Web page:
The Eighty Mahasiddhas of the Mother Tantra : The Sacred Art of Tibetan Thangkas
Author: Tsadzin Lopon Geshe Monlam Wangyal
TSADZIN LOPON GESHE MONLAM WANGYAL PUGYALWA is from the Pontsang clan which originated from the Dong Lineage. The first Pontsang clan was from Kham, Chamdo, Tibet. The clan had many great masters who were meditators and practitioners of Dzogchen, such as Lama Kunga Tsultrim, Lama Rinchen Tenzin, Pontsang Thekchok Rinpoche, and Khandro Tshuga Rinpoche. The Pontsang clan had seven generations of great artists whose religious art and paintings followed the ancient traditional Tibetan artistic canon. Lopon Monlam Wangyal started learning the Tibetan language at the age of seven and he was schooled at home by his grandfather, Pontsang Takla, for eight years. He was taught thangka painting by his uncle, Pontsang Lodoe Gyurme (also a monk) who was a highly skilled and well known artist of his time. After his uncle’s passing, he learned from another famous artist called, Dhondo Tsering Yomphel, who is Yongdzin Lopon Tenzin Namdak Rinpoche’s uncle.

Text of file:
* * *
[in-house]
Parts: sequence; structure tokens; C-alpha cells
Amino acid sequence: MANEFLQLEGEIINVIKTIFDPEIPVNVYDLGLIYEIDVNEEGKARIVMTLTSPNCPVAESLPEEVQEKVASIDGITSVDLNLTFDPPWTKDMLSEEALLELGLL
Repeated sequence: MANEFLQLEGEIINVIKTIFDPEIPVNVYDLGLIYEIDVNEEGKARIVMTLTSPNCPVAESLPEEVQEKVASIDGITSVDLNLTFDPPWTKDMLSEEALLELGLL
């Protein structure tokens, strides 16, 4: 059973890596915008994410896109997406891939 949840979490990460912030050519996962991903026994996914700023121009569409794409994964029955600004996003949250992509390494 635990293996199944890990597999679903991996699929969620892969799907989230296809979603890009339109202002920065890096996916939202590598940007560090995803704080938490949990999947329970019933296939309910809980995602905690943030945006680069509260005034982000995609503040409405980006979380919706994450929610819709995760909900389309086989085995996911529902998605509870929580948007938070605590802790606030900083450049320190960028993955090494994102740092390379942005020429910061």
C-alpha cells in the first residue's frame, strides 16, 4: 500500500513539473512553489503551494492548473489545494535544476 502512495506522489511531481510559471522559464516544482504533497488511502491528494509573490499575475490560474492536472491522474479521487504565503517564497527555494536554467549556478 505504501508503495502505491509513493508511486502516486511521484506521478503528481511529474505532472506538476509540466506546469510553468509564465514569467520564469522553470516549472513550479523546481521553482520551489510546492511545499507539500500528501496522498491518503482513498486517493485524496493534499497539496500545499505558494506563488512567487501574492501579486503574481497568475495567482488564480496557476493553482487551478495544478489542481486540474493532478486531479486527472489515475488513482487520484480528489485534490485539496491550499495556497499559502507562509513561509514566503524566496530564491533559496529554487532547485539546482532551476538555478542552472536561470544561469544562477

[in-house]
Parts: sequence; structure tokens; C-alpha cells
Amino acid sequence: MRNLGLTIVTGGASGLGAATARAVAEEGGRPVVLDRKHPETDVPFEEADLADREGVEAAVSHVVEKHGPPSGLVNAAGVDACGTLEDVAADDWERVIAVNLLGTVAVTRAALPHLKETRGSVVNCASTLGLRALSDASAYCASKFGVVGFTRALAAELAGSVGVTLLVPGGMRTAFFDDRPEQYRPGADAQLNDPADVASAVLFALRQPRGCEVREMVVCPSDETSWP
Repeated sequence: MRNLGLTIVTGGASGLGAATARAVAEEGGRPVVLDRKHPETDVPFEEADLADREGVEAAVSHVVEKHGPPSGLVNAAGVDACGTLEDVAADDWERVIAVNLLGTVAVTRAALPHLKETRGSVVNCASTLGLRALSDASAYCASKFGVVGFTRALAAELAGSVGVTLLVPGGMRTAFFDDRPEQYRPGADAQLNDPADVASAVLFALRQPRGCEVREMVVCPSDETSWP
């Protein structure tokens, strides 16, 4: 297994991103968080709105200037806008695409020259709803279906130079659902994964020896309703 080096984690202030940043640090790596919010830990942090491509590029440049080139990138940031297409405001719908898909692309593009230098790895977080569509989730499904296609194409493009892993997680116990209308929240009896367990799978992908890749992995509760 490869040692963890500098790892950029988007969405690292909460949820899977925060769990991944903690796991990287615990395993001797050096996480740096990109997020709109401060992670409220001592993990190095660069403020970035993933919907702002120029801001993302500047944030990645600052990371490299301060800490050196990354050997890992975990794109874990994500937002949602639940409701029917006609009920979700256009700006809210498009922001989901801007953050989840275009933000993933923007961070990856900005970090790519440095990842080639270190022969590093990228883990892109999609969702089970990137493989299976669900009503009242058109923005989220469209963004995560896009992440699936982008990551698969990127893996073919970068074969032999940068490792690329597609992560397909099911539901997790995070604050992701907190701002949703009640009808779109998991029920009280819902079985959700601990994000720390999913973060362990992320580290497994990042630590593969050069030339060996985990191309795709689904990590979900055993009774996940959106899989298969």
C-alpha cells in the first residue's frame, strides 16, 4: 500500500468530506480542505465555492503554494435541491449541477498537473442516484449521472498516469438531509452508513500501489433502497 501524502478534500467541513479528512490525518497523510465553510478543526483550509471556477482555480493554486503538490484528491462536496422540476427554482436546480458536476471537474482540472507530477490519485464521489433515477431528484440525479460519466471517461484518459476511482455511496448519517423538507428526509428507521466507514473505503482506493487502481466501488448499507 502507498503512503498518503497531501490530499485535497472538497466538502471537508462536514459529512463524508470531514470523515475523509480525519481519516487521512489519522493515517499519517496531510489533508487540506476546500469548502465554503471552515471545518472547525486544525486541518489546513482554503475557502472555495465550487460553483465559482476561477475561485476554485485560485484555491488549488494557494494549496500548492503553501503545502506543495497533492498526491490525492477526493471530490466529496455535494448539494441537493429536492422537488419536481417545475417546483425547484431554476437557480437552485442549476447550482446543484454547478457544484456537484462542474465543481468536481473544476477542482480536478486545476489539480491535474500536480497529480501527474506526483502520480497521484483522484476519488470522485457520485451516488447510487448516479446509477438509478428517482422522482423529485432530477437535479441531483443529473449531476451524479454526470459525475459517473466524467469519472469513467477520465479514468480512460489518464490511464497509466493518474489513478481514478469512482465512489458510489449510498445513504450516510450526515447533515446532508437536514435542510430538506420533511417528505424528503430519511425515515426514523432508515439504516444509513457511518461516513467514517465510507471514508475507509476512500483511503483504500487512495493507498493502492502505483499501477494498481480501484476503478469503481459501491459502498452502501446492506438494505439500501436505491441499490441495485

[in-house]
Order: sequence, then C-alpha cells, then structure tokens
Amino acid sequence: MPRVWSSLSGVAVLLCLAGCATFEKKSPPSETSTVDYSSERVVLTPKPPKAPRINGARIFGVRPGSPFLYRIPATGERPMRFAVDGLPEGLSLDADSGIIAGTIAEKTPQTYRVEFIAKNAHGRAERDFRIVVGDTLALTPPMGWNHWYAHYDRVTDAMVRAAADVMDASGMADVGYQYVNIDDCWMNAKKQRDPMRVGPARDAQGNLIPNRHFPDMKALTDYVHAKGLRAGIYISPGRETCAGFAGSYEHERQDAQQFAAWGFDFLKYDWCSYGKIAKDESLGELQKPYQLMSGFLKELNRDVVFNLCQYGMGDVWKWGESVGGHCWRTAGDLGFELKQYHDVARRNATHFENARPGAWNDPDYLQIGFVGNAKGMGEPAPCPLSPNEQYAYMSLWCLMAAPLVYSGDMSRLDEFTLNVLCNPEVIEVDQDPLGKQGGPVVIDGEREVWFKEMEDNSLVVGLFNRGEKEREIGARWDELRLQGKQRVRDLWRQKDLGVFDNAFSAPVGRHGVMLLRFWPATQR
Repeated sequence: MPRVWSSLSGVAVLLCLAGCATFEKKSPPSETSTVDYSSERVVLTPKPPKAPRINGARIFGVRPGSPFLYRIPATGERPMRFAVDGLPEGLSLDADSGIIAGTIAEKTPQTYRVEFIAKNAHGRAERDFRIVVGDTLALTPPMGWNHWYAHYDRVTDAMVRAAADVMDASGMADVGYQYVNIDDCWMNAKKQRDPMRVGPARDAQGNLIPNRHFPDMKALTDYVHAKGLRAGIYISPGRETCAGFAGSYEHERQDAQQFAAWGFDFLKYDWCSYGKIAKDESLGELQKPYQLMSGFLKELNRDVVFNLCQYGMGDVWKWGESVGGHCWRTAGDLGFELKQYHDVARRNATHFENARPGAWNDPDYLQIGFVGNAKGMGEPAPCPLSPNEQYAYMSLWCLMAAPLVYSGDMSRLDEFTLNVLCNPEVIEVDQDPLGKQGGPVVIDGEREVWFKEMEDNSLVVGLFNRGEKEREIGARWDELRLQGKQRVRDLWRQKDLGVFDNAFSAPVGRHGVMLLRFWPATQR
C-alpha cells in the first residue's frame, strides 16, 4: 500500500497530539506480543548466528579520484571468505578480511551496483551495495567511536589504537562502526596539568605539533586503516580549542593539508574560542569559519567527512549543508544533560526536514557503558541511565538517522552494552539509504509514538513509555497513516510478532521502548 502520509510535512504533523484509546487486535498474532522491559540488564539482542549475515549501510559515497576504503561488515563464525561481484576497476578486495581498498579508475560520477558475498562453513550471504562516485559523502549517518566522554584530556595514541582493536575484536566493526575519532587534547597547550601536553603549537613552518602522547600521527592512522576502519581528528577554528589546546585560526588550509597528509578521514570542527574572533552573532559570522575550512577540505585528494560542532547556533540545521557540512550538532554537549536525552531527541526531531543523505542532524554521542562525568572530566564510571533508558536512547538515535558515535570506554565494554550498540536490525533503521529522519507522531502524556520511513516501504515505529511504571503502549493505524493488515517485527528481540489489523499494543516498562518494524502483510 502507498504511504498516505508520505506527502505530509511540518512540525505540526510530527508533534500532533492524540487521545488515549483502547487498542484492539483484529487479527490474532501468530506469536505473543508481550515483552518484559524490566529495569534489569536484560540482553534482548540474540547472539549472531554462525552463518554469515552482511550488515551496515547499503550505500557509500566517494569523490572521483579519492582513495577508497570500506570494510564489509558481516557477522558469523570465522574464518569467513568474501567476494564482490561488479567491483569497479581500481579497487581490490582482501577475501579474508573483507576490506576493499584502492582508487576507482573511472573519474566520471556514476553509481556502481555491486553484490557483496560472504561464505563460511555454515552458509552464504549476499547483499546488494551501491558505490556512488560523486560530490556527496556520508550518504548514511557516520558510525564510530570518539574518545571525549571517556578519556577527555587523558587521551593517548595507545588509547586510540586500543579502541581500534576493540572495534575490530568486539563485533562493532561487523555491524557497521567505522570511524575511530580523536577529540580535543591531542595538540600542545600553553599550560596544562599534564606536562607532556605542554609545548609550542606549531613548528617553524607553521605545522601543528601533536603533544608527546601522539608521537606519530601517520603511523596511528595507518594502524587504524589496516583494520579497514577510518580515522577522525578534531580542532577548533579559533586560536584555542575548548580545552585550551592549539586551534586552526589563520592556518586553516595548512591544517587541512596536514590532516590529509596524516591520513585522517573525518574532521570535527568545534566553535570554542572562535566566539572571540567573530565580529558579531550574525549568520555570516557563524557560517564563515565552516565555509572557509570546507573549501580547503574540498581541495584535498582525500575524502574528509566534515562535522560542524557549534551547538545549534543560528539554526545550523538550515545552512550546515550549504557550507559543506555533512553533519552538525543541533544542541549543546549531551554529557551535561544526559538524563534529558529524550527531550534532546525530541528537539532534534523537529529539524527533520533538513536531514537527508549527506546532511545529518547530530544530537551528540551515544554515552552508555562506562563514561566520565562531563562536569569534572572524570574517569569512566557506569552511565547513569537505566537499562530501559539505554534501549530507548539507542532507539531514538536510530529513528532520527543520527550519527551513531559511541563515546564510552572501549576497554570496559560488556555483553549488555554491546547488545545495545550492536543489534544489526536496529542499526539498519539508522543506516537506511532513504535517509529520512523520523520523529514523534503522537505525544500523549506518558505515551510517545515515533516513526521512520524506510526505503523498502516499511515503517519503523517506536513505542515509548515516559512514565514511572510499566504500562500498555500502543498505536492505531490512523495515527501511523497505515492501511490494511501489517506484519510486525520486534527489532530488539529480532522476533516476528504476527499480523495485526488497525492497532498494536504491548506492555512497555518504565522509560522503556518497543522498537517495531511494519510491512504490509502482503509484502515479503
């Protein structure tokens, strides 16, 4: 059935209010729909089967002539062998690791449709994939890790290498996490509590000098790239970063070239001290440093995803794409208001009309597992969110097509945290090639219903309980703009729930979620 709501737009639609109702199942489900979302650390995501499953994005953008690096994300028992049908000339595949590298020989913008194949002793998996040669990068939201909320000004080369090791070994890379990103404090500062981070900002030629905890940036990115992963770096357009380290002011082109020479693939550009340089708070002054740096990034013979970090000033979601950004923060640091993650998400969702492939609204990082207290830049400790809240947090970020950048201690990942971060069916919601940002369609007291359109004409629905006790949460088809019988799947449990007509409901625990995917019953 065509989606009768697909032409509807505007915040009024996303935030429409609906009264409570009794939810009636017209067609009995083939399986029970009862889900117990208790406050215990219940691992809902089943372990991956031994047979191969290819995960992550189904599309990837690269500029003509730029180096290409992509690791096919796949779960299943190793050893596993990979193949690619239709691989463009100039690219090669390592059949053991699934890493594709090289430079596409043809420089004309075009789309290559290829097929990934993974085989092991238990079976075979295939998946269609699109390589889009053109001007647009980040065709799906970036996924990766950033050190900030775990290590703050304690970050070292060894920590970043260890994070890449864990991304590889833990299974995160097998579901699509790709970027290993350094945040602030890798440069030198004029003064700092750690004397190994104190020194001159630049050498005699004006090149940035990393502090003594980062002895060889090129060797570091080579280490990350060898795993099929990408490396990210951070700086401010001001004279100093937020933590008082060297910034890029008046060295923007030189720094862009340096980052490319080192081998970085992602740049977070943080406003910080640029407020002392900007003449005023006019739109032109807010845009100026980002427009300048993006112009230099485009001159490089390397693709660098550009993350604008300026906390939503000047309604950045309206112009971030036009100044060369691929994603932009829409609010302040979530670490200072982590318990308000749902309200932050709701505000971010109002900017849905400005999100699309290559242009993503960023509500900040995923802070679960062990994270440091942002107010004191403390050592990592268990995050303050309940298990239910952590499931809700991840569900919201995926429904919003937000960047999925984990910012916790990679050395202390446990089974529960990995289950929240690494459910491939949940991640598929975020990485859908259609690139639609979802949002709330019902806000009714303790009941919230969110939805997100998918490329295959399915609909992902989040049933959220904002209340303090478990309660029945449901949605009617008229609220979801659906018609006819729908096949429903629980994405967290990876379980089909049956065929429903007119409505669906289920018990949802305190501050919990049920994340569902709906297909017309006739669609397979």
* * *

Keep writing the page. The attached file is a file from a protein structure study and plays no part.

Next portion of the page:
At the age of eighteen, Tsadzin Lopon Monlam Wangyal became a monk at Thongdrol Ritro Monastery in Kham, Tibet. In 1992, he went to India and studied the Yungdrung Bon Sutras, Philosophy, Astrology, Tibetan Grammar, and Poetry at Menri Monastery. In 1997, he came to Nepal and studied the Tantras, Dzogchen, Mandala Painting, Tibetan Medicine, and Tibetan History at Triten Norbutse Monastery. He has acquired knowledge on the Sciences of Buddhists learning, took responsibility of Disciplinarian/Gekhod, and Librarian for ten years after which he was honored with the title of “Tsadzin Lopon”.
Tsadzin Lopon painted the Yungdrung Bon thangkas and did research projects that culminated in a book published by the Osaka Museum of Japan. He also painted several Bon Mandala thangkas and has written a book, “Mandalas of the Bon Religion”, in collaboration with the Osaka Museum of Japan. Some of the thangkas he painted can be seen in the Osaka Museum. Tsadzin Lopon has painted seven thangkas and the illustration for the cover of Mr. Loel Guinness’ book, “Rainbow Body”.
In 2013, he went to Mongolia for a conference of the International Association of Tibetan Studies (IATS) and in the same year he went to Korea to attend the 8th International Congress on Traditional Asian Medicine (ICTAM).
Tsadzin Lopon began painting these Eighty Thangkas of the Great Accomplished Ones of antiquity, Drubthob Chenpo/Mahasiddhas, in early 2009 and completed them in 2014. The main objective behind these paintings is to give a clear and simple explanation of their true meaning in a new and original way to facilitate comprehension and understanding.